Stephen Henderson in the Detroit Free Press
Stephen Henderson in the Detroit Free Press has been writing an excellent series of columns regarding the state of education in Michigan today. I recommend reading his columns:
While none of his columns are aimed at gifted learning, implementation of his suggestions could benefit advanced and gifted students.
First, having better ways to reward, improve, and discipline teachers could help shift a very important mindset. In “Why is Advanced and Gifted Education Necessary?“, I talk about the difference between egalitarianism of results versus egalitarianism of opportunity. Current teacher contracts have egalitarianism of results. No matter if you are excellent or atrocious, hardworking or hardly work, your results in salary are the same. At the end of the day, everyone gets a B! By focusing on a “value-added” methodology instead, teachers who excel can be rewarded and teachers that fail can be dismissed. This is egalitarianism of opportunity. Hopefully, this change will be passed on to the students. Instead of focusing on getting every third grader to read at a third grade level regardless of whether they entered with kindergarten or fifth grade reading skills (egalitarianism of results), egalitarianism of opportunity for teachers should lead to egalitarianism of opportunity for students, where each student asked to succeed at the best level one can achieve with the skills and resources he or she has. There will be an emphasis on how much value was added to a child’s education over the course of a year.
Egalitarianism of opportunity has made many athletic programs into great successes. An excellent coach is financially rewarded. But an excellent coach sees the importance of adding value to each player and developing each player’s skills. A track star who can run the 1500 meter in 3:50 isn’t just congratulated with a medal and sent on his way or told to jog at the pace of the average runner, but the coach works with him to improve his performance even more. And an excellent coach helps even the average and struggling athletes succeed. These coaches are rightly rewarded, but a coach that can’t add value to his team members is dismissed. Why can’t these lessons be applied to the classroom?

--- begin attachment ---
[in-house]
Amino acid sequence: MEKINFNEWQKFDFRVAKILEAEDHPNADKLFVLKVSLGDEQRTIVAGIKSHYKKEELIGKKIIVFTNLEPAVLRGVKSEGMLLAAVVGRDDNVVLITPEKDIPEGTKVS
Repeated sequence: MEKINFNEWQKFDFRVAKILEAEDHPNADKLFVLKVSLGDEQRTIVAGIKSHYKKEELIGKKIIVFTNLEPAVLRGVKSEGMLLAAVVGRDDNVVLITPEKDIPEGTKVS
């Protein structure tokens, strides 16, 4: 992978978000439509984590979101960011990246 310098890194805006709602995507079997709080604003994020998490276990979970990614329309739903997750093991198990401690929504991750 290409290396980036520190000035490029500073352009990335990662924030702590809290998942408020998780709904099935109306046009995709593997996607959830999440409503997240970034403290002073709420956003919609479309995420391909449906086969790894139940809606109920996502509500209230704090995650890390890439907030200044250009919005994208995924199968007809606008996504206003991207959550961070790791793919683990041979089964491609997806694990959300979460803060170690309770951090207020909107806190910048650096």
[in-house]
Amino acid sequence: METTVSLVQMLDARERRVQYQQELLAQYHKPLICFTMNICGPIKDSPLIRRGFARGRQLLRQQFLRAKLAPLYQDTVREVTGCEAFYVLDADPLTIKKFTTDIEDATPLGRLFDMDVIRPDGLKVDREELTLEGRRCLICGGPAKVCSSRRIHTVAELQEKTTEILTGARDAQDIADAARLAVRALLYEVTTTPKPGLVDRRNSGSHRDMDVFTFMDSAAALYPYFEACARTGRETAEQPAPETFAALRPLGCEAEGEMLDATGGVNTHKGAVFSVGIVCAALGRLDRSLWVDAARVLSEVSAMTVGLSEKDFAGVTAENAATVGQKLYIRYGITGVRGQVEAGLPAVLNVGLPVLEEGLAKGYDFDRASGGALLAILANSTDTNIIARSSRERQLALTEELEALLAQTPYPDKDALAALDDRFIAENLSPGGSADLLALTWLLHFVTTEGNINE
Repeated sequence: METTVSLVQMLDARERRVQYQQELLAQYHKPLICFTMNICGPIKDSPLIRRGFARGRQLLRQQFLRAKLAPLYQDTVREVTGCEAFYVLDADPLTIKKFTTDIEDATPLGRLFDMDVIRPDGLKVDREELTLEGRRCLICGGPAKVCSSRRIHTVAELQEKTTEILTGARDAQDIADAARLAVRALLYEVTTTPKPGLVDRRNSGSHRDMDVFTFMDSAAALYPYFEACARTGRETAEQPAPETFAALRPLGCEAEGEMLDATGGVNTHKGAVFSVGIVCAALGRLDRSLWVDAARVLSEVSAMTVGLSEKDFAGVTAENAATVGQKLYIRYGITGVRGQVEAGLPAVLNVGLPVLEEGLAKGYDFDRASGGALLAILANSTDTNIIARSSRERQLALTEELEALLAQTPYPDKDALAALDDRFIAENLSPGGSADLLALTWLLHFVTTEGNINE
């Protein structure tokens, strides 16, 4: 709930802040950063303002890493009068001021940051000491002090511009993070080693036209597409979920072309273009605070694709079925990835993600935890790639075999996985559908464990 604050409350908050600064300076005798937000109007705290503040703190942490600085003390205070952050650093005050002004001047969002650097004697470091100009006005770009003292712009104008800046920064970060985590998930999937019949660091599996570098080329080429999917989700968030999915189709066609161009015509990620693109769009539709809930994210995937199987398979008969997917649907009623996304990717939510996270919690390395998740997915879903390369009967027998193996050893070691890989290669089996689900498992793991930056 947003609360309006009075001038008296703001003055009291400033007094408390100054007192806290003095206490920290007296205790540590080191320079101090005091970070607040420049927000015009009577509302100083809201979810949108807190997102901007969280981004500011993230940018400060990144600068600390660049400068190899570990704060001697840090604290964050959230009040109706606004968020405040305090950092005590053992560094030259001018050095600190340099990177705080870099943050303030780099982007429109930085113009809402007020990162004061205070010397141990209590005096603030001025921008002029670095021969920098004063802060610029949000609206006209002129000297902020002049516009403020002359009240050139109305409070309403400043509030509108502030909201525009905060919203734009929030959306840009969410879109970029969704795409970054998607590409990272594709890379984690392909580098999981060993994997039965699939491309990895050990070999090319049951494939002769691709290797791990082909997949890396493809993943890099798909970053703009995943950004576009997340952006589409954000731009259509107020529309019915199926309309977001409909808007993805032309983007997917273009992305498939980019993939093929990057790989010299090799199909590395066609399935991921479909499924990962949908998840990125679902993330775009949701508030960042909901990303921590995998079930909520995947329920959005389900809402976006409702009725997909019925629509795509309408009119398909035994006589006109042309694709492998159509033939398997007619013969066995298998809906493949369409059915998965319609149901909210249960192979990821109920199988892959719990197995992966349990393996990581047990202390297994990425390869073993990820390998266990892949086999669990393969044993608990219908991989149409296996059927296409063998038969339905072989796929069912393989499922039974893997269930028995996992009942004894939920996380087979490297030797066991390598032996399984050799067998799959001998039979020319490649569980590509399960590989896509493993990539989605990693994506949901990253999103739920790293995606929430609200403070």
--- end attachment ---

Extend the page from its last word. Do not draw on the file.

Second, Henderson also writes about raising school standards and better ways of measuring school success. By moving off of the MEAP to a standard where the gifted learner’s contribution is valued, it becomes in the district’s, school’s, and teacher’s best interest to provide learning opportunities to for the advanced and gifted student. Educating a gifted student who will already pass the MEAP provides little financial reward to the district and is one reason many districts do not implement gifted programs. But when your gifted students can help raise the average ACT for a district, it becomes more important to provide them programs that will increase their abilities and intellectually stimulate them enough that they won’t drop out.
I applaud Mr. Henderson for taking what may be controversial views in the educational community while he supports needed changes for the students in Michigan. I hope that he will examine raising standards for gifted students in a future column.